CIVIC CIRCLE: Local leaders gather to discuss community’s future


HANCOCK COUNTY — Nearly three dozen local leaders gathered at the Community Foundation of Hancock County’s new Thrive Center on May 24 to kick off an eight-month program focused on helping local leaders collaborate to move the community forward.

The Civic Circle, as the program is called, is one of a number of Talent Pathways the community foundation has designed to “prepare and inspire community members to use their talents to elevate daily life, civic leadership, and business leadership across Hancock County.”

Thirty-four people attended the first Civic Circle, including local community leaders, elected and appointed officials, recent Leadership Hancock County graduates and others who seek to contribute to a vibrant community.

“We had representatives from all corners of the county,” said Mary Gibble, community foundation president.

Various topics are planned for each monthly Civic Circle session, including a look at the issues impacting the county and how teamwork and communication can help shape its future.

Attendee Amy Kirkpatrick, who successfully ran for the Republican nomination for Greenfield City council’s District 2 last month, said she’s looking forward to learning more about how she can work with others to make Hancock County the best it can be.

“I’m excited about the program and I look forward to learning more. The topics sound very interesting, and I hope to take what I learn and use it to be a bigger part of our community,” she said.

Gibble said networking is a huge part of what the Civic Circle is all about.

“We hope to prepare and inspire people to use their talents to elevate daily life, civic leadership and business leadership across Hancock County,” she said.

Speakers at the premier Civic Circle discussion included: Bryan Richards, an adjunct professor at Indiana University and founder of Envisioneurs, a design innovation team based in Indianapolis; Christine Owens, Cumberland’s assistant town manager, with a rich history in community development; and David Terrell, founding executive director of the Indiana Communities Institute (ICI) and the RUPRI Center for Local and State Policy at Ball State University.

Next month, when the circle discusses how money can impact the community, speakers will include a local trustee, town clerk and school board members.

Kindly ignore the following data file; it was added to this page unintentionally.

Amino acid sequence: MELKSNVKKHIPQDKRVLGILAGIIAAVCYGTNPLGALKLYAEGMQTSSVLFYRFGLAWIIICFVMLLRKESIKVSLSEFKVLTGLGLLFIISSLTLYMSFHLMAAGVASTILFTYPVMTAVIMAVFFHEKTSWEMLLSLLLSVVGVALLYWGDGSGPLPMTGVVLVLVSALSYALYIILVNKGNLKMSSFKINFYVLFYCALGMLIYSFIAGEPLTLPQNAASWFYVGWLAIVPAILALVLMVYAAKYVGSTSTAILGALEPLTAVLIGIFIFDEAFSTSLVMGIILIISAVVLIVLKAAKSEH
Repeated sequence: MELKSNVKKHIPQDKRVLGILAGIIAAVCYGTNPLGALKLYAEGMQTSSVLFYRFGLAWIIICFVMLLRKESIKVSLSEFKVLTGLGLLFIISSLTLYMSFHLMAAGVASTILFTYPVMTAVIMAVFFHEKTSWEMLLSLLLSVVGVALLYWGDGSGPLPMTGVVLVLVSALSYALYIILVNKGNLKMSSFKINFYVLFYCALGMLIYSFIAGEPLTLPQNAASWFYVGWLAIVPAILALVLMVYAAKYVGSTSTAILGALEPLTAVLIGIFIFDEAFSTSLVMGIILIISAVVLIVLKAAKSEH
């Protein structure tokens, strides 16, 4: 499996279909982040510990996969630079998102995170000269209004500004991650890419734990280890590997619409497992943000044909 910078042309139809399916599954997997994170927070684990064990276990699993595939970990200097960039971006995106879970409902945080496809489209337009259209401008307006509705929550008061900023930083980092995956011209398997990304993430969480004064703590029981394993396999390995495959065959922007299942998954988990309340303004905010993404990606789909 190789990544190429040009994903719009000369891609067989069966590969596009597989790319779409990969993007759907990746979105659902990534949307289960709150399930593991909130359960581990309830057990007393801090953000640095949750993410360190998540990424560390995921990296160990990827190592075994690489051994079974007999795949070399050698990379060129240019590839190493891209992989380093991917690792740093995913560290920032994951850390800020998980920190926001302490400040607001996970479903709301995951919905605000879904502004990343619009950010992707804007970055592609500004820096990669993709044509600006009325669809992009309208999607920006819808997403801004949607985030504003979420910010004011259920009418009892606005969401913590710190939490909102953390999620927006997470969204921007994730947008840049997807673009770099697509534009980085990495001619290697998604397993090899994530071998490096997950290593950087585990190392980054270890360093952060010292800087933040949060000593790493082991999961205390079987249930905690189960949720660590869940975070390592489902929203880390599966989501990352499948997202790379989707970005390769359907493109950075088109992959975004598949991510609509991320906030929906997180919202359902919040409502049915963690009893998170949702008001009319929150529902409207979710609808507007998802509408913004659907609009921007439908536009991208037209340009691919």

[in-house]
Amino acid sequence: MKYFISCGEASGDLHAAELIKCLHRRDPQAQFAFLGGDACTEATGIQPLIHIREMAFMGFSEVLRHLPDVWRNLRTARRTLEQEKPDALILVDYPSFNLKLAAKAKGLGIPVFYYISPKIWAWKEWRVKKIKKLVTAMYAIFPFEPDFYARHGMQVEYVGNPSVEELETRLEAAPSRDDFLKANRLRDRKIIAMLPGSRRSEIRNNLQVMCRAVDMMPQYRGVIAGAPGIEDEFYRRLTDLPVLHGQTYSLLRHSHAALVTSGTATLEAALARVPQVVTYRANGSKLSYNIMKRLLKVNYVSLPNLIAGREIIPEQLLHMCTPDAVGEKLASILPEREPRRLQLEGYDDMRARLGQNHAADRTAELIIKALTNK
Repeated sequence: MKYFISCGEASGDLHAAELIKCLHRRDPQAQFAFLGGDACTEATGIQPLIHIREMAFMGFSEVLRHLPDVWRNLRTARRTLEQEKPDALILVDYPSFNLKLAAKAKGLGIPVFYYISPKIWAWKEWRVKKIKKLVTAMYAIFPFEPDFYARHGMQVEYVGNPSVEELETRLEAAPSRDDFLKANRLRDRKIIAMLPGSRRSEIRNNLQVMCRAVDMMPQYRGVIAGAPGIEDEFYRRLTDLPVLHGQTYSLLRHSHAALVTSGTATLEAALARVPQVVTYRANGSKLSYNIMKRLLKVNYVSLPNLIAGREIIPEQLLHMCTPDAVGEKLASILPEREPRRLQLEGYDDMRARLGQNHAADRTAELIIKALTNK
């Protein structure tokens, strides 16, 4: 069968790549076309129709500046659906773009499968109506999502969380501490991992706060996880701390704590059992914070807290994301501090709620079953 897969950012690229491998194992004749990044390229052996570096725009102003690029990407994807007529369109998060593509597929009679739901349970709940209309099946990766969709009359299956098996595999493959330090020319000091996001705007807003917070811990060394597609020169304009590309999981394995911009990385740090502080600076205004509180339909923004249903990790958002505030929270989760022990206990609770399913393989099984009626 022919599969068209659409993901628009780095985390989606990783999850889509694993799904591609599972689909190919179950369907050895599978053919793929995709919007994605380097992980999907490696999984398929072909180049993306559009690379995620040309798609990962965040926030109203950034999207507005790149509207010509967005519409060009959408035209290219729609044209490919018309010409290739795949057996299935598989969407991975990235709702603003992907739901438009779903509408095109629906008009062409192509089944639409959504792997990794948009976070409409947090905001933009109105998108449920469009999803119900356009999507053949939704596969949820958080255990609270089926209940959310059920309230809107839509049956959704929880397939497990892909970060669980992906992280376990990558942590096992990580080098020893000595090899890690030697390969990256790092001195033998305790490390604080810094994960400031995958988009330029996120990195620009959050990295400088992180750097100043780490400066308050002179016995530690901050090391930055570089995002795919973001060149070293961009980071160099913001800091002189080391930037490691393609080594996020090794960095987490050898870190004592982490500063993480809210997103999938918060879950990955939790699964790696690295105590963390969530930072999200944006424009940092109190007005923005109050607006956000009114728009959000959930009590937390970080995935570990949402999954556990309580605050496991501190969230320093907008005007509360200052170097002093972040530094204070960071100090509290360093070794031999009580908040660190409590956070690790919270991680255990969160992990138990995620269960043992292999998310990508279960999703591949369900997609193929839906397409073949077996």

Gibble said the Civic Circle concept grew out of a previous course the community foundation offered in 2019, led by the Indiana Communities Institute.

“We started processing the information that was shared at the course and recognized that we needed to provide a safe, neutral space for people to meet and form a strategic plan to shape the vision of what Hancock County will be decades from now,” she said.

Gibble said the Civic Circle is just one program of the community foundation’s new Talent Pathway initiative, which is designed to create a pipeline of talent for the growing community.

That research was done through focus groups, interviews, surveys really inform the community foundation based on feedback from commit members what they expect from the commit foundation next.

And that really has driven the programming we’re doing here as well as the decision to move to and create a physical place that has room for us to do this work.

“We really took a lot of time in the design of this to create space that people really feel we come and we’re doing our best to extend that reach far beyond those who are elected and appointed, but all the way into our county so that every person and every citizen would feel welcome here and in a position to contribute to basically as region plan for Hancock County,” she said.

“That’s ultimately our objective, it’s going to take some time to get there. Whereas Hancock County’s comprehensive plan covers land use, “I’m talking about something form a more vision standpoint of how what is quality of life look like in Hancock County, and how people contribute to what quality of life looks like now and what it will look like in the future, and how we expand on the good things already happening,” she said.